He regretted that even Nigerian professors discover that they are no longer relevant when they go for conferences abroad.
“Education is fundamental to the development of any country and the percentage of out-of-school children in Nigeria portrays a grim picture of our country’s future,” Ogundimu lamented.
“Education should not be seen as a meal ticket; it is a necessity.
“If you look around today, are you proud of the product of your environment?
“In University of Korea for instance, 70 per cent is a C but in Nigeria, 70 per cent is an A,” he added.
According to Ogundimu, bad planning, lack of political will, poor and inadequate infrastructure, failure to engage other countries in mutual partnerships and irregular payment of teachers’ wages are some of the factors militating against access to quality education in Nigeria.
He stressed that religion and culture also posed a formidable threat.
According to him, although the school feeding programme introduced by government in some states had helped stem the tide of out-of-school malaise, effective scholarship and bursary scheme across a broad spectrum would also serve as incentive for poor families that cannot afford quality education for their children.
“If we really want the best for the future of these children, we should stop acting as though the palliative measures they badly need are a rocket science,” he cautioned.
He regretted that there is still a wide gap between the UNESCO SGD-4 goal of inclusive and equitable quality of education and promotion of life-long learning for all and the present reality.
Ogundimu identified school feeding programme, cash transfer, back-to- school programme, scholarships and bursaries, national independent research and innovation expos as some of the measures that could help in closing the gap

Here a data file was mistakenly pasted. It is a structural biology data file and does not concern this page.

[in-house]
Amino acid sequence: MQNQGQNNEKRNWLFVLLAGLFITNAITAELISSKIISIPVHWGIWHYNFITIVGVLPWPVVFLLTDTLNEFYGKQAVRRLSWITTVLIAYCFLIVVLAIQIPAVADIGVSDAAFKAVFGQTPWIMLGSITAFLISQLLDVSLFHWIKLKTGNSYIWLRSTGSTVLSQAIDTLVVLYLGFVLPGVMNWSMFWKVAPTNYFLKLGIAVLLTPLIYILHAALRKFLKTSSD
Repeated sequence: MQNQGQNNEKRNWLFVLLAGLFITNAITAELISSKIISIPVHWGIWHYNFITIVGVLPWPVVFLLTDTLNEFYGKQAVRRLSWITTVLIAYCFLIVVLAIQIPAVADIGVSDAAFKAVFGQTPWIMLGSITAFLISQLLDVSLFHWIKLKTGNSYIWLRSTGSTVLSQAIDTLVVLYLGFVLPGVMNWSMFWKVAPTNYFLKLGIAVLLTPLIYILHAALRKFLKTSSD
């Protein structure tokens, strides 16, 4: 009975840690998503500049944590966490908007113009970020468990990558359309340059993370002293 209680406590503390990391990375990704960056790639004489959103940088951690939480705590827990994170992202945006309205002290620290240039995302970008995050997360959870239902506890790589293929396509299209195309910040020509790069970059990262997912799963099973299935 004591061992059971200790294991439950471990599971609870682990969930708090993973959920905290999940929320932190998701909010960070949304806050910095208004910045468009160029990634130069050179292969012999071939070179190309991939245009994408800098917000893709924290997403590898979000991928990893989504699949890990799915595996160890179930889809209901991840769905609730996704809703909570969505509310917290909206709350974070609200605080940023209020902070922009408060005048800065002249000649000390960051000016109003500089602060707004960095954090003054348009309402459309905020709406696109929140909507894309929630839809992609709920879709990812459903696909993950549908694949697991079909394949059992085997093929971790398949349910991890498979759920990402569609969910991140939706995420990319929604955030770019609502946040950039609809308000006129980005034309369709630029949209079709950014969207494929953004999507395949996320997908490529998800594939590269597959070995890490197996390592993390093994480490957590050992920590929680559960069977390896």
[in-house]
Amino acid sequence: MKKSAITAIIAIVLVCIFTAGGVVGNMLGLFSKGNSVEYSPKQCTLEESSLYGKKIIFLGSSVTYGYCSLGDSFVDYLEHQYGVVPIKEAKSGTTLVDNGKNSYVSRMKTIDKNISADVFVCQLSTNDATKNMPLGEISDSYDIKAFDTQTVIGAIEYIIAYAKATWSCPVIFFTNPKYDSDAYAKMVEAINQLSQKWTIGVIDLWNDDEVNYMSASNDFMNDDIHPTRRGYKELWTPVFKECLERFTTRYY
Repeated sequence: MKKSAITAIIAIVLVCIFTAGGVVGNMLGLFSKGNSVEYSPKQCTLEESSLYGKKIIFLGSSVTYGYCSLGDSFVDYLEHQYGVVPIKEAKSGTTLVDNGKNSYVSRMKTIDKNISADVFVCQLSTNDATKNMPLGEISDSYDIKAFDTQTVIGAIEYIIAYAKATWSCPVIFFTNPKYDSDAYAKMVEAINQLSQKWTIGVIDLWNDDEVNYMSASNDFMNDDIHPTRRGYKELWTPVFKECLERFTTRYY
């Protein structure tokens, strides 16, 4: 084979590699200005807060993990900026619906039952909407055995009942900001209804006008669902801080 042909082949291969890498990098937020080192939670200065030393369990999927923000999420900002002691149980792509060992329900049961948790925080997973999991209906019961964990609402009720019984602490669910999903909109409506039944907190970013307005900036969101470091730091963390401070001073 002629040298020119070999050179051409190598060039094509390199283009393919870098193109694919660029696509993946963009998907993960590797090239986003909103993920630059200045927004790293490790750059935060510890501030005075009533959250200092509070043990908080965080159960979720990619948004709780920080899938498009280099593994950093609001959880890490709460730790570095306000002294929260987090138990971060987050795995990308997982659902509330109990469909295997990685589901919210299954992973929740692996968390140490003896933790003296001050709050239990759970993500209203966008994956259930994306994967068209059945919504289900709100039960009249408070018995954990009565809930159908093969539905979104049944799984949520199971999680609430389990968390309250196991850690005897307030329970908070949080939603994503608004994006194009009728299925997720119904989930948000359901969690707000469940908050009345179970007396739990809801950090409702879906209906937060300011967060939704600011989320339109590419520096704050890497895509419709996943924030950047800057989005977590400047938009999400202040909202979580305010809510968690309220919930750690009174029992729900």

Also speaking, Azuka Menkiti, an education specialist at the UNICEF, observed that contrary to widespread opinion, out-of-school children do not pertain to only Northern Nigeria as there are other areas in the country where female children also do not attend school.
Delivering a lecture titled, ‘Gaps in Education Access in Nigeria: a situation analysis and what UNICEF is doing’, Menkiti regretted that the society had created the imbalance which suggests that only the male child can succeed in life more than the female child.
“Nothing can be farther from the reality,” she remarked, saying all children regardless of gender deserve equal opportunity to attend school.
Statistically, Menkiti put the out-of-school children of between six and 14 years in the Southern Nigeria at 11% while the Northern part soared around 31%.
“The difference is a function of awareness and readiness to adapt to reality and the lack of both,” she argued.
According to Menkiti, poverty also added to the gender issue, arguing that education becomes unattractive to parents or guardians who could barely feed, let alone cough out the funds required to put their wards in schools. Such parents, she said, would rather have their wards join them in their subsistent farming and other trades than attend school.